It is an object of the invention to accomplish executing a disjoint storage access instruction in a first processing unit of a plurality of processing units in a shared memory environment by performing a method comprising: executing a disjoint storage access instruction comprising: saving a first state value as a first value indicating the first processing unit is executing the disjoint storage access instruction, the first value indicating no intervening store has occurred, the first value being settable to a second value by another processor (processing unit) of the plurality of processors, the second value indicating an intervening store may have occurred to one of the one or more first operands; saving one or more first memory addresses for accessing corresponding one or more first operands of the disjoint storage access instruction; accessing the one or more first operands to perform a function of the disjoint storage access instruction; responsive to the saved first state value indicating that no intervening store occurred to the one or more first operands during the accessing, setting a first condition code value indicating a result of the accessing the one or more operands occurred atomically with no intervening store; and responsive to the saved first state value indicating that an intervening store may have occurred to one of the one or more first operands during the accessing, setting a second condition code value indicating a result of the accessing the one or more operands may not have occurred atomically and an intervening store may have stored to one of the one or more operands; and then saving the first state value as a value indicating the first processing unit is not performing the disjoint storage access instruction.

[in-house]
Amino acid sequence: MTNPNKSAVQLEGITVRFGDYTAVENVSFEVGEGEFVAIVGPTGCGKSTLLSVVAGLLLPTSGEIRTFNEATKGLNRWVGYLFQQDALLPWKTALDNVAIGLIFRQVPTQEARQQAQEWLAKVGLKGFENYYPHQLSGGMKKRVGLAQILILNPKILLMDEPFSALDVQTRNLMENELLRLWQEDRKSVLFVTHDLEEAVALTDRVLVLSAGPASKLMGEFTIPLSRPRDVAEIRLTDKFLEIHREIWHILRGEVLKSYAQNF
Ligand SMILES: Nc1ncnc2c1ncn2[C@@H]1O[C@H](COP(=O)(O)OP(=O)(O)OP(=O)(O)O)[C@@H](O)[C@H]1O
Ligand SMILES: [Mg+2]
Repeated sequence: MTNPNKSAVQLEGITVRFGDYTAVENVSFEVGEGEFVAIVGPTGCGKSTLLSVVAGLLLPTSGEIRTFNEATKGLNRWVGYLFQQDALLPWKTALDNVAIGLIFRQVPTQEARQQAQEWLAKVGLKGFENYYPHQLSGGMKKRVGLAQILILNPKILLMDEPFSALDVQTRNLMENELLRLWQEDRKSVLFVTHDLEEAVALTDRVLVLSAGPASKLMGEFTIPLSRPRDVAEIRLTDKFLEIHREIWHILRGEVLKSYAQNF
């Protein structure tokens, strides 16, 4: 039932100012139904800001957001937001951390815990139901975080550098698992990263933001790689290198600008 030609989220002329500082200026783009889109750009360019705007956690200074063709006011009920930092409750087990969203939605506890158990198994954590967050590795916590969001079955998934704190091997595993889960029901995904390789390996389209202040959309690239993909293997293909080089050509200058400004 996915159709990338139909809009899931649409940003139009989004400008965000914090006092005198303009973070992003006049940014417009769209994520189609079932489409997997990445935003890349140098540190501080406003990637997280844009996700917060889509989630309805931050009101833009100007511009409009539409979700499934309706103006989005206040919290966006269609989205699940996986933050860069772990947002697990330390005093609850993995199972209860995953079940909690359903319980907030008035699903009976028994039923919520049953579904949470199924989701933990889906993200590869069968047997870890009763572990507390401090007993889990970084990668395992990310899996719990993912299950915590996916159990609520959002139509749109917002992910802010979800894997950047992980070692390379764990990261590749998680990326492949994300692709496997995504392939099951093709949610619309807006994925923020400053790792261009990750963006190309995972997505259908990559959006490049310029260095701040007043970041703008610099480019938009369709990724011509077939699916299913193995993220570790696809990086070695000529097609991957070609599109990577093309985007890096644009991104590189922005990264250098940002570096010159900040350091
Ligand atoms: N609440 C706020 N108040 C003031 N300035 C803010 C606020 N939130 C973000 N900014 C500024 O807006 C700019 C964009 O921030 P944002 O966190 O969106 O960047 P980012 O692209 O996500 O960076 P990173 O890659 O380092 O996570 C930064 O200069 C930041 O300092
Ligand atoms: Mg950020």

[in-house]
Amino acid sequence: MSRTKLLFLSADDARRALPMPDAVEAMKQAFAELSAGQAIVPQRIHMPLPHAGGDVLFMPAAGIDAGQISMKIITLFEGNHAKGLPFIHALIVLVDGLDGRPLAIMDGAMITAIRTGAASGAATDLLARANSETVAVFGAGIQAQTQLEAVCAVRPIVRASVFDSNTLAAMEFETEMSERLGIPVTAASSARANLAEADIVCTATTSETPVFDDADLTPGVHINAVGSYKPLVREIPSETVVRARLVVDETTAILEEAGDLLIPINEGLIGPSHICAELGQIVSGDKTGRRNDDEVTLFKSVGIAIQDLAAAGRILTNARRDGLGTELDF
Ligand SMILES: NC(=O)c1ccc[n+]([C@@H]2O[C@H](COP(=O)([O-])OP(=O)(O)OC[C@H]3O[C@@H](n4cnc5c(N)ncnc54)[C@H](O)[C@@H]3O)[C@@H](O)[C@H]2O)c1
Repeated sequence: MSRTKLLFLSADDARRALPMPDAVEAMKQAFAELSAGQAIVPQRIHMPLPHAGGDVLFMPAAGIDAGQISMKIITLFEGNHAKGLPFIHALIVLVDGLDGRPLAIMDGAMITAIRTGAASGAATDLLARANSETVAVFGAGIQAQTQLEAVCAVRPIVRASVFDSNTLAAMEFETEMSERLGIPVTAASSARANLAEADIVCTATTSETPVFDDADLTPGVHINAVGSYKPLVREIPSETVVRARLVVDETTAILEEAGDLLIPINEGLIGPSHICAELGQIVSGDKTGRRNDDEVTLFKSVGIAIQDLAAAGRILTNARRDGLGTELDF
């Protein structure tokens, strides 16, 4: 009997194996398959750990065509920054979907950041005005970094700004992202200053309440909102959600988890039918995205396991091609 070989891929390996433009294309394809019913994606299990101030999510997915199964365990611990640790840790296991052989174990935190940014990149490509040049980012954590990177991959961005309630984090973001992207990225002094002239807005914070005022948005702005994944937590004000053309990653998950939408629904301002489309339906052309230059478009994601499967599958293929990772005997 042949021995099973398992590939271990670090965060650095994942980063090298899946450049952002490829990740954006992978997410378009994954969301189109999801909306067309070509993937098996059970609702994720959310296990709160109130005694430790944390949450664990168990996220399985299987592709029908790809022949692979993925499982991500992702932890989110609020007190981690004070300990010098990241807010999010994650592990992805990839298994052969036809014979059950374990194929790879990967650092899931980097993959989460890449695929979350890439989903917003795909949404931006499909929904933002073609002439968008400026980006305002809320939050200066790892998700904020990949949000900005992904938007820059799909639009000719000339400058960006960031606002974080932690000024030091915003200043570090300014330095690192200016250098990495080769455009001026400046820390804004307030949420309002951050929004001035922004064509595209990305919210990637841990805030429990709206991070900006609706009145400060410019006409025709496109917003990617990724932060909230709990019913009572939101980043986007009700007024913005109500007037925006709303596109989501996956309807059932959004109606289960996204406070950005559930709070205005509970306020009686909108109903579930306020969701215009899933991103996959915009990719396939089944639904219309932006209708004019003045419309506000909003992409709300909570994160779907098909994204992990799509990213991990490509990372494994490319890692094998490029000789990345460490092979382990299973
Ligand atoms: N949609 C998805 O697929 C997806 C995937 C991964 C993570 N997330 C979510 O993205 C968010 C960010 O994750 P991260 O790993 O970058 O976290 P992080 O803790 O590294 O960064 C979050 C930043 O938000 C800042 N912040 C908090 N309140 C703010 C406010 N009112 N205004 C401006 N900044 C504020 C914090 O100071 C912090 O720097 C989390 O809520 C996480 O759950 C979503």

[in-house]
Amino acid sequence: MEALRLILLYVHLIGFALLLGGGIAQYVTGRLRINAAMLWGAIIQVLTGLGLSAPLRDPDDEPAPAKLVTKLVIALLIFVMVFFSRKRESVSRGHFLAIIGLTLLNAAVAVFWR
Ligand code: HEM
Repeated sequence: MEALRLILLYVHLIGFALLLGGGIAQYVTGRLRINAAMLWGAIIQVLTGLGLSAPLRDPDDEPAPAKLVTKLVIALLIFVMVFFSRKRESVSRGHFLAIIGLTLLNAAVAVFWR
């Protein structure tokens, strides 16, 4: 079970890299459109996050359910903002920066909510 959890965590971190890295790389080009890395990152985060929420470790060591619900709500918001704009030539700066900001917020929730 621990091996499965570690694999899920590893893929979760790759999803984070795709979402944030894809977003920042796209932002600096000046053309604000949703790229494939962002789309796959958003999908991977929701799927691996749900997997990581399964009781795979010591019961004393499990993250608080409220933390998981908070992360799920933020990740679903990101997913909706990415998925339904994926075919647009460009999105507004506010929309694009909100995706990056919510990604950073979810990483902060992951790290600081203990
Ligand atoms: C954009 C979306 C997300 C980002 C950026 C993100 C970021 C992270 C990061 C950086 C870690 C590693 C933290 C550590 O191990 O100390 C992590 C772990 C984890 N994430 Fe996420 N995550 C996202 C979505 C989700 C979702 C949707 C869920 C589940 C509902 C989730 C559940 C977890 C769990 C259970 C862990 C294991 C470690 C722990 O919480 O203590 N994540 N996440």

Preferably, a store to memory instruction is executed for storing a second operand in memory comprising: obtaining saved first state values of the plurality of processing units; a second memory address of a location in memory of the second operand is obtained; responsive to a first state value of another processing unit of the plurality of processing units indicating the other processing unit is executing a disjoint storage instruction and determining said one or more first operands may overlap the second operand, modifying the saved first state value of the other processing unit to indicate an intervening store may have occurred; and the second operand is stored in memory at the second memory address.